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Comment Re: couldn't hurt (Score 1) 264

What gets me is that it would be easy enough to handle gender and race variants as alternate forms of the base characters, something Unicode already supports and which would let those of us perfectly fine with using literally yellow people of any gender just go with that. It also means that the new emoji will be more supported from the start, as those whose systems don't display the new ones will get the basic one instead of a Mystery Box. This seems like it would suit Unicode's goals a lot better anyway. (Especially since I think it would generally be more useful for us all to have to go to some trouble if for some reason we need to specify in our emoji that M* Duck is a Mr or a Ms, since I suspect normally nobody cares.)

Comment Re: couldn't hurt (Score 1) 264

That said, Chinese is not as much a single language with many dialects as it is a family of languages that share a common grammar and writing system. It would be somewhat like if all the Romance languages used a common writing system so anybody who could read one literally could read them all, and in a pinch could people who didn't have in common a spoken language could still communicate with each other by passing a notebook back and forth. What prevents this historically with Chinese is the sheer number of hanzi needed for literacy, though touch screens and electronic dictionaries mean I can look up a character I don't know without needing to know the reading: I just write it on my screen. Honestly, I'd be fine with pushing emoji towards working like an easier-to-learn version of it: work out a common grammar of some basic flavor, keep all of the symbols pictographic, and start mapping them after a certain point as alts to the corresponding Han characters instead of as unique characters to save space in Unicode. Basically, set it up as a way for people without a language in common to communicate important non-abstract things like bathroom locations or a need for a doctor. Abstract concepts can be saved for when you can manage to have a full language in common, concrete concepts are less likely to require a common culture and more likely to have urgency.

Comment Re:No, obviously (Score 1) 262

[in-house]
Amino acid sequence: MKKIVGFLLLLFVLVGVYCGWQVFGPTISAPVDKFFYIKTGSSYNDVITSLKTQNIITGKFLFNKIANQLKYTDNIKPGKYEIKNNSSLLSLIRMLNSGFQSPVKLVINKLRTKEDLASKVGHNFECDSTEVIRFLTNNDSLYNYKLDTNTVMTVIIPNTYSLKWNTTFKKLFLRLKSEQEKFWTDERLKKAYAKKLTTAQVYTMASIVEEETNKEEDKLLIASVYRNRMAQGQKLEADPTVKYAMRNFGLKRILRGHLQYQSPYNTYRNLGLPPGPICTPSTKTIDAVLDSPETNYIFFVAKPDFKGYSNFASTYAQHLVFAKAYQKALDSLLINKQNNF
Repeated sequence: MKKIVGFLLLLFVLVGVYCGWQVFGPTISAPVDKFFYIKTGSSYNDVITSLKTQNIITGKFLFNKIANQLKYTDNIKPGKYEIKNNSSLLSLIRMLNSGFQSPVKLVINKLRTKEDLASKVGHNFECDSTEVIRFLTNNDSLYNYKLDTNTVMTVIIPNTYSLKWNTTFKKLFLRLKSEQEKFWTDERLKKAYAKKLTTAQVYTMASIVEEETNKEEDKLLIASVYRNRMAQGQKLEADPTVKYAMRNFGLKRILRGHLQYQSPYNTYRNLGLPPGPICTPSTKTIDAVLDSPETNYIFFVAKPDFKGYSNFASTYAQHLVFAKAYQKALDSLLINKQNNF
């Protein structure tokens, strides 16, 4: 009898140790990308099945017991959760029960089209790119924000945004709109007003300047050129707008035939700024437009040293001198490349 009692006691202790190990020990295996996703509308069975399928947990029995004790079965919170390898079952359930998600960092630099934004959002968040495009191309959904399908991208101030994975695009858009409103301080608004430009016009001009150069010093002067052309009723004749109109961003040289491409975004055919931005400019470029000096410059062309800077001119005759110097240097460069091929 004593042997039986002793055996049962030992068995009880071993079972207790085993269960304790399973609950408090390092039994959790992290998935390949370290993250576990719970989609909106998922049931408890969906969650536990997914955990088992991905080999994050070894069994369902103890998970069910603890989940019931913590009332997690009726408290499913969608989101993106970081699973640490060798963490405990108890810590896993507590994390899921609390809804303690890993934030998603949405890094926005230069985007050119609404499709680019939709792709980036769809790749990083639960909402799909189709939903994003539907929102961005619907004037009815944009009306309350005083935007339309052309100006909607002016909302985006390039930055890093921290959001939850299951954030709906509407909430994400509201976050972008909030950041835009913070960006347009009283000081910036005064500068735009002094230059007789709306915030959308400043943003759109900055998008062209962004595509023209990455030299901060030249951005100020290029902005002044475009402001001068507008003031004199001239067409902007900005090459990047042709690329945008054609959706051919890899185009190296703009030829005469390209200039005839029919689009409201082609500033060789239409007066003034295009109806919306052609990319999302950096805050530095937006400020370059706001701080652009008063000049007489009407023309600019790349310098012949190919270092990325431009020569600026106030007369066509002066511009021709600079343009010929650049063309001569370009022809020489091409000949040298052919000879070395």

In the same vein, why does an armed robbery in many states carry an "enhanced" sentence, or even become a different crime, because a gun was used? Would a crossbow or a big knife have been any different? They're all deadly weapons.

Armed does not equal gun here--a crossbow and a big knife count as 'armed' in probably all jurisdictions, and I've heard at least one has had to specifically say alligators count as 'armed' too. Rocks can and have counted for armed. If you've got a certain level of martial arts training you may count as armed even if wearing absolutely nothing whatsoever, depending on the jurisdiction and its laws on if and under what circumstances a person counts as a deadly weapon.

Those last two words are the key thing: armed robbery means that a deadly weapon was brought to the crime and its use threatened. You're probably okay bringing a very obviously-a-boffer item and threatening to boff them if they don't give you the goods, but I am not a lawyer and moreover I advise against robbing people in any manner under any circumstances, even ones as absurd as those discussed here.

Comment Re:It's not about the crime (Score 1) 262

Humans are not treated as in a perpetual state of consent for giving away money, for being taken strange places by strangers, or any of the other sorts of cases where "consent" defenses are common.... except that they generally are treated as being in a perpetual state of consent for sex.

[...]

And this is wrong.

That's because the social assumption currently is that humans are, in fact, in a perpetual state of mindless heat and will be DTF--or have you missed how much trouble it can be for a woman to get their healthcare providers to grasp that they're not sexually active? You're right that it's wrong, but the part that needs addressing is that assumption.

Or have you missed that this assumption is even stronger with men, to the point that getting a female-on-male case to court is a PITA because our culture insists that men always, always want sex and if they can be raped it is only by other men?